In reply to post #293568

Hi millen.

Thanks for your comments on the cycling/music parallel. I’ve used Chain Reaction and Ribble in the past with varying results - mostly pretty good. I should probably revisit in light of your comments.

One further thought on Wiggle is the decent loyalty scheme depending on cumulative historic spend. I think it’s something in the order of 12% for Platinum members which makes them (for me at least) very price competitive. Coupled with my general satisfaction with their dhb own brand kit (fine for day to day use), I’ve probably become their ideal “inert” repeat customer. I wonder if £G4M have/will have a similar feature.

FYI, I think the fishing tackle company you had in mind might be Fishing Republic (LON:FISH) . Similar “disruptive” model but issues with large levels of inventory/very slow stock turnover as I recall.

Gus.

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DJCP 5th Jan 34 of 41

In reply to post #293058

For information, G4M have some (nearly 1,400) items listed on Amazon.co.uk
https://www.amazon.co.uk/s/ref=nb_sb_noss?url=search-alias%3Daps&field-keywords=Gear4music&ajr=2

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millen 5th Jan 35 of 41
3

Thanks Gus and leoleo. I wasn't aware of Wiggle's loyalty scheme - I'll look into it. Tredz sends me occasional £10 vouchers and there were other discounts around Xmas. Just for fun I looked at Wiggle's accounts https://beta.companieshouse.gov.uk/company/02667809/filing-history I'm wary of reading too much into a private company's filed accounts but it's interesting to see they reported a small loss of -£4m on turnover of £205m, half of which was outside UK. So sales are 3x that of £G4M currently. I think this is after the CRC acquisition. Bridgepoint are a major investor so maybe they'll float one day.

My only real experience of (much smaller) niche on-line distributors was when my cousin set up a model aircraft distributor. Even though he had good distribution deals with premium brand manufacturers, got good traction with the magazine reviewers, and had a gross margin of 50% on many lines, the range of stock that had to be held (spares etc) was ridiculous - much of it became technologically obsolete and had to be flogged on the eBay shop at lower than cost. The whole business was also undermined by customers buying direct from China, under-declaring for customs etc.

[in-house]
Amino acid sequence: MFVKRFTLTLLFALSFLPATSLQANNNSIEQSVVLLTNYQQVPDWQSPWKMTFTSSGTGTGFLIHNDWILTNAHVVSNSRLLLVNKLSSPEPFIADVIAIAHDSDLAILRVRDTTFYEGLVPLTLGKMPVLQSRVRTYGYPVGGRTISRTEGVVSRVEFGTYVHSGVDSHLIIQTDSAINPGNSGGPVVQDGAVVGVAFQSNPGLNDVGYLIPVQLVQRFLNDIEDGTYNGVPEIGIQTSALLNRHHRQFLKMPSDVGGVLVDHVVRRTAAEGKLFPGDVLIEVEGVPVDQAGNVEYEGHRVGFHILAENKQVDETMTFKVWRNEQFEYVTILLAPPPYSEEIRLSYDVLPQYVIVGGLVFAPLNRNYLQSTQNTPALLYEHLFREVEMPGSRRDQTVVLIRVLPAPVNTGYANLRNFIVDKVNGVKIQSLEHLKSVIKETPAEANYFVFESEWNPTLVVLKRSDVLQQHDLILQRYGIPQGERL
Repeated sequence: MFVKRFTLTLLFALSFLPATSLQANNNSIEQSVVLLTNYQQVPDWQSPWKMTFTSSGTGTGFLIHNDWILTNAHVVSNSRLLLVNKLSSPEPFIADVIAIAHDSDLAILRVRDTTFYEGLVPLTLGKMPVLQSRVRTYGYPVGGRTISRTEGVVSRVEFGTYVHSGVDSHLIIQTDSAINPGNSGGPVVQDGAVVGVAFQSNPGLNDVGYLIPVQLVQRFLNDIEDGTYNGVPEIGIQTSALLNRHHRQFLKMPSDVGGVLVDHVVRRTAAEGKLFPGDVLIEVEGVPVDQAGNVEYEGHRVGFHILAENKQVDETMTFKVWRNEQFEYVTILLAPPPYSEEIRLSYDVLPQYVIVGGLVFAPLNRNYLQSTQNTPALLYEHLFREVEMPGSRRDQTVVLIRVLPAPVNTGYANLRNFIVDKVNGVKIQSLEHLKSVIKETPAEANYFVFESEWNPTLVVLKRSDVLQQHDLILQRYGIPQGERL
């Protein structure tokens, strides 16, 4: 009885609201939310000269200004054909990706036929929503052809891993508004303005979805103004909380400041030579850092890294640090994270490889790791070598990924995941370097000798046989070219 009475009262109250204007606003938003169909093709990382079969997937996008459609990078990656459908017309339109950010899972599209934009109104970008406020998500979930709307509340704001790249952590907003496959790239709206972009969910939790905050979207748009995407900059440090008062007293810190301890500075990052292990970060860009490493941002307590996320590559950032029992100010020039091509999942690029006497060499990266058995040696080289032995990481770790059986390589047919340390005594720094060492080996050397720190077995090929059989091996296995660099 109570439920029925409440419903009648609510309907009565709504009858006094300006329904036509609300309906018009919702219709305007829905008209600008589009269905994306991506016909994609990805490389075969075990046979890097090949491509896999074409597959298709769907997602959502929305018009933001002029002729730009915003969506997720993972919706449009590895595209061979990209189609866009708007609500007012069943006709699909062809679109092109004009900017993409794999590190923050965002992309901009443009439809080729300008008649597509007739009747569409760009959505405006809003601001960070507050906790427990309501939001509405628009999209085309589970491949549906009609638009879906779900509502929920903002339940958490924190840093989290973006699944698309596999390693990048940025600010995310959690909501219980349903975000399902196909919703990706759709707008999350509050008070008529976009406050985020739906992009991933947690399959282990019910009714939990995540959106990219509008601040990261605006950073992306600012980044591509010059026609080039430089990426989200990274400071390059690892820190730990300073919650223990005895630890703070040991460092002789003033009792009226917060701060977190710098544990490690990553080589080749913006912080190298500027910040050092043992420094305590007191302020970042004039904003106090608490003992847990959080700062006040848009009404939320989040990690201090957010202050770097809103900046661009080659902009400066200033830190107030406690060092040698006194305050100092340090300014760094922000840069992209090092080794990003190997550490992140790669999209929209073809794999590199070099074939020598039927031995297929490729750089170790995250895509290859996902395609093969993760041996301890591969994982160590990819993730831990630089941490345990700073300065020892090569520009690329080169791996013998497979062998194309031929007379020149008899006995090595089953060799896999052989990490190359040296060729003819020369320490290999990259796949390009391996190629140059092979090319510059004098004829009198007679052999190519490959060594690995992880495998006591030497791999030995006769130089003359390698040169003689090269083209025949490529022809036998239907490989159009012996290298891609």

Building a successful on-line distribution business is not in any sense easy. The product area ('niche') has to be chosen wisely to offer sustainable margins without attracting competition, profitable distribution agreements negotiated, marketing and social media campaigns developed, infrastructure put in place etc. I have a small holding in £G4M but am surprised at the current high market rating.

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Paul Scott 5th Jan 36 of 41
10

Hi,

I thought the update today from G4M was absolutely fine.

I agree that the valuation is high, but that's because the company is delivering stellar organic growth, across Europe, not just the UK. Plus it has global ambitions, so is developing websites, e.g. for the USA too. We've already seen that it is capable of operating successfully overseas, so it's really now just a roll-out globally. I think this will be a much, much bigger company in say 5-years' time, hence why the shares are attractive, even on this apparently high valuation.

As the company grows, then it achieves economies of scale, not just on purchasing, but also on the biggest overhead - marketing. We've seen with BooHoo how, once critical mass is achieved, then marketing spend becomes a smaller percentage of revenues. In the case of BooHoo, they have decided to recycle those gains into even more aggressive prices, thus driving continued strong growth. They could have instead accepted slower growth, and a higher profit margin.

G4M is also about backing a very entrepreneurial, focused, ambitious management team.

I think this share is fairly priced for now, so it might just flat-line for a while, who knows? It's not liquid enough to be able to move in & out quickly/easily, hence why personally I've banked some profits along the way in real life and in BMUS, and intend just running the balance for ever, or until the facts change for the worse.